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How EU MRV project has impacted Nigeria, by Jibril

The European Union-sponsored (EU) measurement/monitoring, reporting and verification (MRV) Project has helped Nigeria strengthen the foundation of her work in climate change MRV, and further prepare the country to measure, monitor, verify progress towards meeting international commitments.

Nigeria COP23

Minister of State for Environment, Ibrahim Usman Jibril, with H.E. Mary Robinson, former President of Ireland, at COP23

The initiative has likewise helped to show the government and people how Nigeria is progressing towards adapting to and mitigating climate change.

Environment Minister of State, Ibrahim Usman Jibril, made the submission during the EU MRV Project Side-Event at the 23rd Session of the Conference of the Parties (COP23) to the United Nations Framework Convention on Climate Change (UNFCCC) that held last November in Bonn, Germany.

According to the minister, the project has helped the nation to identify critical ares towards achieving these tasks, most notably in how to strengthen institutional set-up between the various ministries, departments and agencies (MDAs) and other stakeholders to accelerate and improve the flow of climate data and information.

“This will enable us better to undertake more detailed greenhouse gas (GHG) inventories, identify areas where mitigation actions can and should be taken, and to improve our ability to set out policies and plans, both for the Nationally Determined Contributions (NDCs) called for in the Paris Accord, as well as to help set the domestic framework for investments in both human resources (capacity building) and for setting the policies and plans that will accelerate our work in addressing climate change,” the minister stated.

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He expressed appreciation to the EU for providing the nation with more building blocks to achieve set climate change objectives, saying that they help in several ways to accelerate work. The minister added however that while foundations for climate change MRV have been strengthened through the assistance of the European Commission through the project, “we have much more to do as we go forward”.

A key area of focus going forward, for example, is to strengthen and expand the capacity of the Department of Climate Change (DCC) (in the Federal Ministry of Environment), both in terms of human skills, as well as in terms of the hardware and software necessary to compile, process, analyse and report on climate change. He added that the ministry has built an extensive network of Climate Desks in every key MDA and given them the basics in training to gather, process and transmit data to the DCC.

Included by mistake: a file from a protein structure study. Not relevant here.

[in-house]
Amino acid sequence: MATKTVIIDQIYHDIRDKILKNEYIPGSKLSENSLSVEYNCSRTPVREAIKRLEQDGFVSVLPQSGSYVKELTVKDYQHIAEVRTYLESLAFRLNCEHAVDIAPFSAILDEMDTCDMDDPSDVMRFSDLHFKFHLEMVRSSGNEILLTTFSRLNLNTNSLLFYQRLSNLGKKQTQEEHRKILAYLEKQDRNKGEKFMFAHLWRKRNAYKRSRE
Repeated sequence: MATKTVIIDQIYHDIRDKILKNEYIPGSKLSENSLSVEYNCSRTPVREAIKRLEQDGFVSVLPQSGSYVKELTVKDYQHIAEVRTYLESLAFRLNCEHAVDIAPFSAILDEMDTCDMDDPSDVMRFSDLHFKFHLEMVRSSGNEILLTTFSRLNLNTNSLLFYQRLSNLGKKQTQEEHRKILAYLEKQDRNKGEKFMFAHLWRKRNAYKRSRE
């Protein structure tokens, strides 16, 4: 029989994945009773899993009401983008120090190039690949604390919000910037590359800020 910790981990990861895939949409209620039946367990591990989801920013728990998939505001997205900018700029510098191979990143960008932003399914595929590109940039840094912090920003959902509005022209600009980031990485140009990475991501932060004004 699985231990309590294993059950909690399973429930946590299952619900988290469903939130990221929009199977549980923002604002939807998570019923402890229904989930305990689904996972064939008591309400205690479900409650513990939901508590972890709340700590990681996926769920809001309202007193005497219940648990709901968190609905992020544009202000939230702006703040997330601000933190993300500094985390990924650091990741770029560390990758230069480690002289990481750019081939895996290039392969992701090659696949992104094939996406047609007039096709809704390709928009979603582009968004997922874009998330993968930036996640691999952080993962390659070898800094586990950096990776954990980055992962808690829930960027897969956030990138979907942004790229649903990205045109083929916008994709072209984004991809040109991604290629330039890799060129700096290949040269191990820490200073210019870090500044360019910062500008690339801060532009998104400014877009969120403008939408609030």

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But he believes that they can go much further in this area.

His words: “More personnel in both our DCC and in our federal Climate Desks in all key MDAs need to receive additional and on-going training. We need to develop the information exchange system between the DCC and these Climate Desks so that climate change data and information flow continuously to meet our international and national obligations. We need further assistance from the EU, from our other bilateral and multilateral development partners to help us accelerate our work and strengthen our long-term capacity in climate change MRV.

“We look to our partners to provide us specific assistance in capacity building and climate change data and information collection, processing and reporting to build upon the improved foundations provided by this excellent EU project. With this additional assistance, we can build the stronger, deeper foundations to build further our national and sub-national capacities for a sustainable and efficient National MRV System Framework.”

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The EU MRV in Africa Project, funded by the European Commission’s Directorate-General for Climate Action (DG-Clima), has been underway for about two years. The project has been working with the Federal Ministry of Environment since February 2016 and has been implemented in two phases.

During the first phase of the project, the team undertook a fact-finding mission and held a national stakeholders’ workshop in early 2016 to enable the European Commission to assess Nigeria’s needs in the area of national greenhouse gas (GHG) inventories and MRV. The first phase, it was gathered, enabled the project to design Phase 2 in a manner that addressed the nation’s specific capacity needs in the area of national GHG inventory preparation, and preparation of national policies of the NDCs, National Communications (NCs) and Biennial Update Reports (BURs), which the nation is committed to present to the UNFCCC and the Parties to the Convention on a regular basis.

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